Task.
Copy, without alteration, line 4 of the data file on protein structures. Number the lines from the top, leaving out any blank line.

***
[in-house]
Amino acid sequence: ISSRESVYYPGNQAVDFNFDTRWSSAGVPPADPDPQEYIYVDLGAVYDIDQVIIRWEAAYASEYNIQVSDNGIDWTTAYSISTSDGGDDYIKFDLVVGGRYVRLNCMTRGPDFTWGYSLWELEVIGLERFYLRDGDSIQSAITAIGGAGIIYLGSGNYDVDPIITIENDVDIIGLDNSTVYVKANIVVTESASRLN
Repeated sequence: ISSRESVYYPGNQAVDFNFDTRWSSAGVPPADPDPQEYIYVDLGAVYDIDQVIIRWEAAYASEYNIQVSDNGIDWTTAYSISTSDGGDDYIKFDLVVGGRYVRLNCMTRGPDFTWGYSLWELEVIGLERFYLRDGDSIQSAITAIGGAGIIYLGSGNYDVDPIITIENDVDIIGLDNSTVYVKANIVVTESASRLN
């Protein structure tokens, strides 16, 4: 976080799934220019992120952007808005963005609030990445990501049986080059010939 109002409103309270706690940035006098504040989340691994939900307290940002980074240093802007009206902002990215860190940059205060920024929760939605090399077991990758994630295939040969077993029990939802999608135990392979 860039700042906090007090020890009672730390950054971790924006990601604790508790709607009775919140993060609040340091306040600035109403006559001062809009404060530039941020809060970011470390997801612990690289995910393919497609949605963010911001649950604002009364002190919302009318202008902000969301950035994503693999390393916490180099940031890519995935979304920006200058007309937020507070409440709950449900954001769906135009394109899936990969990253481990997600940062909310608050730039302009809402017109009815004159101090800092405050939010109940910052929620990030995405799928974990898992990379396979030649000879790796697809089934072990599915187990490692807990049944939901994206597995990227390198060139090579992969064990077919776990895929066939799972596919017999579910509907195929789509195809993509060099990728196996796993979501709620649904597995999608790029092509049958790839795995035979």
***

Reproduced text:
């Protein structure tokens, strides 16, 4: 976080799934220019992120952007808005963005609030990445990501049986080059010939 109002409103309270706690940035006098504040989340691994939900307290940002980074240093802007009206902002990215860190940059205060920024929760939605090399077991990758994630295939040969077993029990939802999608135990392979 860039700042906090007090020890009672730390950054971790924006990601604790508790709607009775919140993060609040340091306040600035109403006559001062809009404060530039941020809060970011470390997801612990690289995910393919497609949605963010911001649950604002009364002190919302009318202008902000969301950035994503693999390393916490180099940031890519995935979304920006200058007309937020507070409440709950449900954001769906135009394109899936990969990253481990997600940062909310608050730039302009809402017109009815004159101090800092405050939010109940910052929620990030995405799928974990898992990379396979030649000879790796697809089934072990599915187990490692807990049944939901994206597995990227390198060139090579992969064990077919776990895929066939799972596919017999579910509907195929789509195809993509060099990728196996796993979501709620649904597995999608790029092509049958790839795995035979």